3 million girls are at risk of undergoing FGM every year, worldwide.
Female genital mutilation (FGM) violates a girl's human rights. It also breaks Kenyan law. And yet, over 90% of Maasai girls will undergo FGM between the ages of 11 and 14.
What is FGM?
Female circumcision, or female genital mutilation (FGM), is traditionally a crucial part of the Maasai girl’s rite of passage to womanhood.
Maasai girls typically celebrate their rite of passage between the ages of 11 and 14. A traditional female circumciser performs the FGM procedure, and a paste made from cow dung and milk fat is then applied to the cut to stop the bleeding.
Immediate risks include severe bleeding, infection, HIV transmission and death. Long-term effects include chronic infections of the reproductive parts, pain during sexual intercourse, and difficulties in childbirth that can lead to stillbirths.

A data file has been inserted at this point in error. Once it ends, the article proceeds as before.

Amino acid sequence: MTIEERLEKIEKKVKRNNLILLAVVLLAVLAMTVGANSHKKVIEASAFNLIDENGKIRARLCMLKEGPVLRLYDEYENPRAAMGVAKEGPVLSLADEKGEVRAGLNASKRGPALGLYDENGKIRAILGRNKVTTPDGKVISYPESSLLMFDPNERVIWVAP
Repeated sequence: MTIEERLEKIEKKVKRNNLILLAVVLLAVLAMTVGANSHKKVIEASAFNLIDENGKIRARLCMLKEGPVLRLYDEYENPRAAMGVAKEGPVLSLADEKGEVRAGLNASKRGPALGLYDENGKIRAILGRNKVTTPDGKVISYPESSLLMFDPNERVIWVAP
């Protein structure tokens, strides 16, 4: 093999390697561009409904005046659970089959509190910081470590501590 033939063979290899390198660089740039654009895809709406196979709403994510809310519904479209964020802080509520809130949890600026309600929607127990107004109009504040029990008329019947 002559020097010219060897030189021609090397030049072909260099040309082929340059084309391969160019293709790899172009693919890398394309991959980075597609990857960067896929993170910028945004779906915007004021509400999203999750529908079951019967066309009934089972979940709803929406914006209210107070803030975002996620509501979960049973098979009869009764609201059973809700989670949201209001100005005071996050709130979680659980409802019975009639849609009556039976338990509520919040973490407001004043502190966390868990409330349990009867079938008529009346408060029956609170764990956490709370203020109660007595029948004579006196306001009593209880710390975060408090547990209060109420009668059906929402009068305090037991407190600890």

Let's put an end to this.
Naboye had to run away from home to escape FGM.
Naboye grew up like so many Maasai girls, a victim and prisoner of extreme poverty and tradition. She went to school for a while, but domestic chores kept her home from school too often, and she eventually dropped out.
Because of the dowry she would bring, her brother decided she should undergo FGM in preparation for marriage. She was forced to flee from her home to save herself.
Take a stand against FGM!
Every day, Maasai girls face the same predicament as Naboye, but most don't dare to brave the dangers and social shunning involved in running away.
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